Wilhelm Roux's archives of developmental biology

, Volume 185, Issue 3, pp 235–248 | Cite as

Retention of the differentiated state by larvalXenopus liver cells in primary culture

  • Walter Wahli
  • Irene Abraham
  • Rudolf Weber
Article

Summary

Electron microscopic analysis of primary cultures derived from larvalXenopus liver has shown that these cells, although they form only two-dimensional aggregates, retain and presumably also develop structural characteristics typical of liver parenchyma cells, such as bile canaliculi with microvilli and epithelial junctional complexes. As judged from structural criteria, primary cultures contain 80–90% hepatocytes. In contrast to the intact tissue, primary cultures showed excessive development of microfilaments, however.

Incorporation of labeled amino acids has revealed further that the capacity for protein synthesis is maintained in culture and that synthesis of liverspecific protein albumin is maintained in vitro, even in liver cultures derived from thyrostatic tadpoles. This latter result suggests that initiation of albumin synthesis in the larval liver is probably not dependent upon thyroid hormones but rather reflects the protodifferentiated state of this tissue.

Key words

Liver Primary culture Ultrastructure Albumin synthesis Xenopus 

Preview

Unable to display preview. Download preview PDF.

Unable to display preview. Download preview PDF.

References

  1. Berridge, M.V., Farmer, S.R., Green, C.D., Henshaw, E.C., Tata, J.R.: Characterization of polysomes from Xenopus liver synthesizing vitellogenin and translation of vitellogenin and albumin messenger RNA's in vitro. Eur. J. Biochem.62, 161–172 (1976)Google Scholar
  2. Berridge, M.V., Lane, C.D.: Translation of Xenopus liver messenger RNA in Xenopus oocytes: vitellogenin synthesis and conversion to yolk platelet proteins. Cell8, 283–297 (1976)Google Scholar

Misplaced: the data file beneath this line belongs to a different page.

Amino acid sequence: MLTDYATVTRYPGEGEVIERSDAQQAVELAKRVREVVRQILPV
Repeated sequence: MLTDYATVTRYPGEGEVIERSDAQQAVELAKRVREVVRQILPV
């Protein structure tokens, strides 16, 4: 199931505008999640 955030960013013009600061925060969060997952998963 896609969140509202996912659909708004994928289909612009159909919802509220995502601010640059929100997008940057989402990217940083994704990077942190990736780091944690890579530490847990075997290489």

3. Bisbee, C.A., Baker, M.A., Wilson, A.C., Hadzi-Azimi J., Fischberg, M.: Albumin phylogeny for clawed frogs (Xenopus). Science195, 785–787 (1977)Google Scholar
  4. Bragina, E.E., Vasliev, Ju.M., Gelfand, I.M.: Formation of bundles of microfilaments during spreading of fibroblasts on the substrate. Exp. Cell Res.97, 241–248 (1976)Google Scholar
  5. Chen, P.S.: Patterns and metamorphic changes of serum proteins in amphibia. Wilhelm Roux' Archiv165, 132–149 (1970)Google Scholar
  6. Davis, B.J.: Disc electrophoresis. II. Method and application to human serum protein. Ann. N.Y. Acad. Sci.121, 404–427 (1964)Google Scholar
  7. Di Pasquale, A.: Locomotion of epithelial cells. Exp. Cell Res.95, 425–439 (1975)Google Scholar
  8. Fairbanks, G., Stesick, T.L., Wallach, D.F.H.: Electrophoresis analysis of the major polypeptides of the human erythrocyte membrane. Biochemistry10, 2606–2617 (1971)Google Scholar
  9. Frieden, E., Just, J.J.: Hormone responses in amphibian metamorphosis. In: Mechanisms of Hormone Action (G. Litwack, ed.), Vol. 1, pp. 1–52. New York: Academic Press 1970Google Scholar
  10. Goldman, R.D., Lazarides, E., Pollack, R., Weber, K.: The distribution of actin in non-muscle cells. Exp. Cell. Res.90, 333–344 (1975)Google Scholar